For her Upper Arlington High School senior project, Maddie Spielman did a blog about her experience dealing with cancer and loss. Her words are personal and poignant. Thank you, Maddie, for joining your parents and stepping into the spotlight to share your story.

BY MADDIE SPIELMAN

Maddie SpielmanWhether I like it or not, circumstances have led me to face the trials I have experienced throughout my life in public, where everyone is always watching. This I consider to be a blessing and a curse at the same time. I want to be that strong person that people can look to as an example, but the downfall to this is that I put the idea in my head that I am not allowed to falter, and if I may, I consider that to be letting everyone down.

As many of you may know, life can never be taken for granted. My mom, Stefanie Spielman, was diagnosed with breast cancer when I was very young. Although my youth led me to be oblivious to all that she was going through at most times, her strength and peace are something that I will always remember. She was never concerned about herself, but always about the well-being of our family. Often times I forgot that we were different, or that anything was wrong at all. My mom used her disease to raise awareness and help those who were battling cancer as well. She never once questioned God’s plan for her and instead of sitting around feeling sorry for herself, she stood up and did something about it. When once asked why she thought she had to go through all of the pain and suffering cancer brings along with it, she simply smiled and said, “Why not me?” Sometimes I try to put myself in the same position my mom was in. To this day it astonishes me how much faith she had throughout her journey, and quite honestly I do not know how she did it. It takes a true warrior to get up every morning with a smile on your face, knowing that the odds may not always be in your favor. My mom was and forever will be the role model to how I live my life.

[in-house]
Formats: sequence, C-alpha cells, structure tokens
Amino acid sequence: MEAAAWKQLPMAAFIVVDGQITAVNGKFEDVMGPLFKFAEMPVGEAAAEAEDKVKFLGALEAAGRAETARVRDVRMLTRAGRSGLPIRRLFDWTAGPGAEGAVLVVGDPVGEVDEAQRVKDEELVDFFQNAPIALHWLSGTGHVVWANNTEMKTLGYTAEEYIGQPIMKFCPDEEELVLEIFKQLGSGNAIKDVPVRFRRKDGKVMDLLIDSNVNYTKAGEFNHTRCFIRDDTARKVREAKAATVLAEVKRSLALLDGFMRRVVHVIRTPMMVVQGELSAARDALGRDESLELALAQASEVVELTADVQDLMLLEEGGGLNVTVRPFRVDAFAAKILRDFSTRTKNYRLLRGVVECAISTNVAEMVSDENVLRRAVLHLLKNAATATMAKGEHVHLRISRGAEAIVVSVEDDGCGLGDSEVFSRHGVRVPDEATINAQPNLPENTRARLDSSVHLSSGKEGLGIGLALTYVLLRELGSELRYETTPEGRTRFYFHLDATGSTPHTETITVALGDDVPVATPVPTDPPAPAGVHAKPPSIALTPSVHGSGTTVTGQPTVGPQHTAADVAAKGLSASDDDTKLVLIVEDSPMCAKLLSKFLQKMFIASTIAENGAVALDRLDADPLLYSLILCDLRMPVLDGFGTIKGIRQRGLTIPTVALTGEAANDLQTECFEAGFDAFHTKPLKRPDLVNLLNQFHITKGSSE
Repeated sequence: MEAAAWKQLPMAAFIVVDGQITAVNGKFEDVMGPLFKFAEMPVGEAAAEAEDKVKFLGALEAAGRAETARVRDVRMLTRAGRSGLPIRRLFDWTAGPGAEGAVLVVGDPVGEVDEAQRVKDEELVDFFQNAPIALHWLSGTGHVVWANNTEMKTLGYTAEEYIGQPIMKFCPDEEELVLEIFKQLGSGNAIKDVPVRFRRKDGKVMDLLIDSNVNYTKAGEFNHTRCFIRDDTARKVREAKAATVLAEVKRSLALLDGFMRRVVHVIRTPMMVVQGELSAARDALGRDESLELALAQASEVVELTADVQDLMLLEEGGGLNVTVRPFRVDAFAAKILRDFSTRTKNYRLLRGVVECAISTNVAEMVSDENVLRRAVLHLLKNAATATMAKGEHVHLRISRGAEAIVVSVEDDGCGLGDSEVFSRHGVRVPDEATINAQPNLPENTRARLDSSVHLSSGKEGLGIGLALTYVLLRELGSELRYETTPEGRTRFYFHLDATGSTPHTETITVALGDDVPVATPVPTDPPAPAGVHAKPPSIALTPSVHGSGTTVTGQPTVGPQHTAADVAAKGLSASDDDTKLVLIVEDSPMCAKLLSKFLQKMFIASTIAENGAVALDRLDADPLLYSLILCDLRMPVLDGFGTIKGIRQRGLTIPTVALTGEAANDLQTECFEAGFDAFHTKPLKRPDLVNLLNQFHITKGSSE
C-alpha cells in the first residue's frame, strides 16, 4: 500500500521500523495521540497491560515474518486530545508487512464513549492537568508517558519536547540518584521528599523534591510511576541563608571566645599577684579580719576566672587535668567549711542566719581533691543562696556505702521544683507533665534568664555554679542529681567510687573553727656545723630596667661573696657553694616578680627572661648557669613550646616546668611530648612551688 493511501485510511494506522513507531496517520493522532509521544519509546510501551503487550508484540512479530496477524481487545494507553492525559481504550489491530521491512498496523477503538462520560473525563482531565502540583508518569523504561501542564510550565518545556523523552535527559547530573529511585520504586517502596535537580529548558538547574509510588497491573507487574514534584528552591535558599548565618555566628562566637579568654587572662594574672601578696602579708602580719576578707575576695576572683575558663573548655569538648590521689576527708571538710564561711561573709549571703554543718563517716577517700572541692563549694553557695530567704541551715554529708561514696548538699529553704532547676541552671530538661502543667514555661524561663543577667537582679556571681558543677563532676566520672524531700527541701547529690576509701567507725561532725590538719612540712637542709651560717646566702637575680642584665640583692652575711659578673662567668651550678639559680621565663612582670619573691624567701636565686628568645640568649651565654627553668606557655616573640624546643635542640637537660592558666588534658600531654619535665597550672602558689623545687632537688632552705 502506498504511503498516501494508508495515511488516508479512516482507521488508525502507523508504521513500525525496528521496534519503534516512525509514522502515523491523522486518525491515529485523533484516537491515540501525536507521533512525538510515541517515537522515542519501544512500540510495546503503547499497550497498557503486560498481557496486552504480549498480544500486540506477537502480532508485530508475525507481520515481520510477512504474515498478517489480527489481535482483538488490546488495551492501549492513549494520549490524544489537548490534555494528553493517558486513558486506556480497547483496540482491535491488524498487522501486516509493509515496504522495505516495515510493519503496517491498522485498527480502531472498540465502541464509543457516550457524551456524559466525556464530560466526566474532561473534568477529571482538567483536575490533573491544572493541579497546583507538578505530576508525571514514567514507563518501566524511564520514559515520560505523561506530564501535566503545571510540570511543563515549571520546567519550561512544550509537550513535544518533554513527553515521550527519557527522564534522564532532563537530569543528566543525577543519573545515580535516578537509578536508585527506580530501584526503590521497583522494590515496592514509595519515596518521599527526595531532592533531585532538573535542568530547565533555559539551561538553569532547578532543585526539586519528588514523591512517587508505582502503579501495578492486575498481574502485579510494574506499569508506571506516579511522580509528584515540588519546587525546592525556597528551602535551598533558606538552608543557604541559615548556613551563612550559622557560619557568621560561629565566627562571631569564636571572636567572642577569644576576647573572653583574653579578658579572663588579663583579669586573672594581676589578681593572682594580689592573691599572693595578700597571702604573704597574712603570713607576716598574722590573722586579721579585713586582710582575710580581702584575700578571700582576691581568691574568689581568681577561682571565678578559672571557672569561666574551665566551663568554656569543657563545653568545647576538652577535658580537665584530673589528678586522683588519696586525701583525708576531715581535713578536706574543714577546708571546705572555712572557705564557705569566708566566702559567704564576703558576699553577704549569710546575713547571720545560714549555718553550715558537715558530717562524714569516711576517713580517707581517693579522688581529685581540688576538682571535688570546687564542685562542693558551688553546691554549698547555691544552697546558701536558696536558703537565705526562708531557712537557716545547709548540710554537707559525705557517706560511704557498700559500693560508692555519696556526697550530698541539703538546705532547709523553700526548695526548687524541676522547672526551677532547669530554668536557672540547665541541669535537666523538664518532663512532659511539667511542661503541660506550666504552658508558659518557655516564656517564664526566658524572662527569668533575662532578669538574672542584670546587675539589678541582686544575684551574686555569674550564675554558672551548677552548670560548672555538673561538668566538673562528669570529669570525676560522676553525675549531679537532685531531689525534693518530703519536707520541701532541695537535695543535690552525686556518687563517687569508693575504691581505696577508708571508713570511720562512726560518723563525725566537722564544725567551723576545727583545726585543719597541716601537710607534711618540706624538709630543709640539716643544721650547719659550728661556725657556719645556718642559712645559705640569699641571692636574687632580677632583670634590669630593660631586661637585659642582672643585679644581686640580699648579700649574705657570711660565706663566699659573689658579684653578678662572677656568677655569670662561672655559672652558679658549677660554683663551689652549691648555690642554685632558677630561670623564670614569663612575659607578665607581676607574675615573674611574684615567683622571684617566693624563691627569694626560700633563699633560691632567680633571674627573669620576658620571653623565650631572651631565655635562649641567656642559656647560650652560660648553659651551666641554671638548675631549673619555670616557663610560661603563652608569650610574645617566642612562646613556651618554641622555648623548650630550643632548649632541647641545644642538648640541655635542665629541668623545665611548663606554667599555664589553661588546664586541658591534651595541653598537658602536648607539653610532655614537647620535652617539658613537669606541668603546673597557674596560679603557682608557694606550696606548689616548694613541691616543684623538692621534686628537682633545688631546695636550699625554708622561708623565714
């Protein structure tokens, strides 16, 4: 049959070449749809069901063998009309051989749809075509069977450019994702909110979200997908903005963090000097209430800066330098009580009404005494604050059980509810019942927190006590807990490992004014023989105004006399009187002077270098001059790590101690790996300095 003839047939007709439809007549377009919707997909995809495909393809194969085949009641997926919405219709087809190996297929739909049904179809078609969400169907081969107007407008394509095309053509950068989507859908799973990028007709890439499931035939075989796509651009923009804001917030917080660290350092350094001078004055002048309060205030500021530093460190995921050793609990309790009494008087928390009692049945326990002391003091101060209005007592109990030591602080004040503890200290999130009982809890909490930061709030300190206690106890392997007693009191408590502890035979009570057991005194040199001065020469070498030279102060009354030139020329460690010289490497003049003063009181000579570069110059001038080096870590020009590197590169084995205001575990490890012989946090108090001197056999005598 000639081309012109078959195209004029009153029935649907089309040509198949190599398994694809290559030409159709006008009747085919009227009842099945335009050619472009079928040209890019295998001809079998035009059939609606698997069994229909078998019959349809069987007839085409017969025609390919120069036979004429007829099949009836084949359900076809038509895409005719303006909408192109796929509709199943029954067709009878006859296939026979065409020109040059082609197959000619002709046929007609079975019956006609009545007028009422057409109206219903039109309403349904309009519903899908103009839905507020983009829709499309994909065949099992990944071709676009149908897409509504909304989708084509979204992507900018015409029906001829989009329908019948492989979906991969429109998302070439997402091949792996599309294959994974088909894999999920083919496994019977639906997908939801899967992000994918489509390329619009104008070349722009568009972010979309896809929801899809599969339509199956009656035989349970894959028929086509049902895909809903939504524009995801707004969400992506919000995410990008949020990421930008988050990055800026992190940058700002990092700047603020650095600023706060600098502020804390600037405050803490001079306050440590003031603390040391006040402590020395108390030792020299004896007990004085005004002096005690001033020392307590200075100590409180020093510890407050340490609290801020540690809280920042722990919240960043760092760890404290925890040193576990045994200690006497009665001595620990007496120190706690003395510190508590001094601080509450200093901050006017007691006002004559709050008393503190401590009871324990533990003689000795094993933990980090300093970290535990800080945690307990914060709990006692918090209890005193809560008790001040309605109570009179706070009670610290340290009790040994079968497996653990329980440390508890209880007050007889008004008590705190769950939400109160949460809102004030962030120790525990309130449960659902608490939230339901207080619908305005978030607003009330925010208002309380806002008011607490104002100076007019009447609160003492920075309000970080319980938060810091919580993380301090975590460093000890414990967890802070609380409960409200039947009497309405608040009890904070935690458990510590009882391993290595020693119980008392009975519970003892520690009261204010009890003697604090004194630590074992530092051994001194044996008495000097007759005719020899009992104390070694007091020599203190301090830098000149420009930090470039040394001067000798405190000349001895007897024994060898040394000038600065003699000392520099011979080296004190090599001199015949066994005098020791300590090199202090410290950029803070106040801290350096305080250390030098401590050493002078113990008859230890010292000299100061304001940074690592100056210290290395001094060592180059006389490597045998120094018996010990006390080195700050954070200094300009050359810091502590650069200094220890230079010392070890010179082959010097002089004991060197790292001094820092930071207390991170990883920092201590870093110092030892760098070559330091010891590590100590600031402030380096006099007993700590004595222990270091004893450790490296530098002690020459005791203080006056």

On November 19, 2009, my mom passed away. I was a sophomore in high school, only 15 years old. At that point in time I had become so numb to pain that many weeks after her passing I still had to remind myself that I wasn’t living in some dream and that she wasn’t coming back. I lived in some state of disbelief and cluelessness for many months after that day. There was no general guideline or rulebook as to how someone was supposed to act after the loss of a loved one, but I frequently found myself wishing there was. But I went on with my normal routine—well, as normal as it possibly could have been. I became accustomed to the sad stares in the hallway or the quiet “I’m sorrys.” I felt utterly and completely alone. No matter how many people came up to me on a given day, they could never possibly even begin to comprehend how I was feeling so it was not even worth it to me. Every emotion that I began to feel, I quickly bottled up and threw it to the back of my mind. I talked to no one about my struggles, my sadness or my regrets. Then one day I realized I could not keep living this way and that I did not need to be this miserable all the time. This is not what my mom would have wanted for me, I thought. One quote that she said to us before she passed was, “Never use my death as an excuse for anything, but motivation for everything.” After replaying her saying that to me countless times in my head, I knew I had to make a change. It was then that I began talking to my friends and family about the loss of my mom. A huge weight seemed to be lifted off my shoulders the second I opened my mouth and I felt free from the burden that I had carried with me for so long. Because they had lived through the loss, they could easily relate to me and I no longer felt alone.

So why did I write this blog? I don’t want kids who have lost a parent to go through what I went through. They need to know that they are indeed not alone and that other kids are going through circumstances just like theirs. I want to use my experiences to help my peers and let them know that loss of a loved one is okay to talk about and that they do not have to hold those feelings inside them anymore.

To share your reactions to Maddie’s blog, please visit maddiespielman.wordpress.com.

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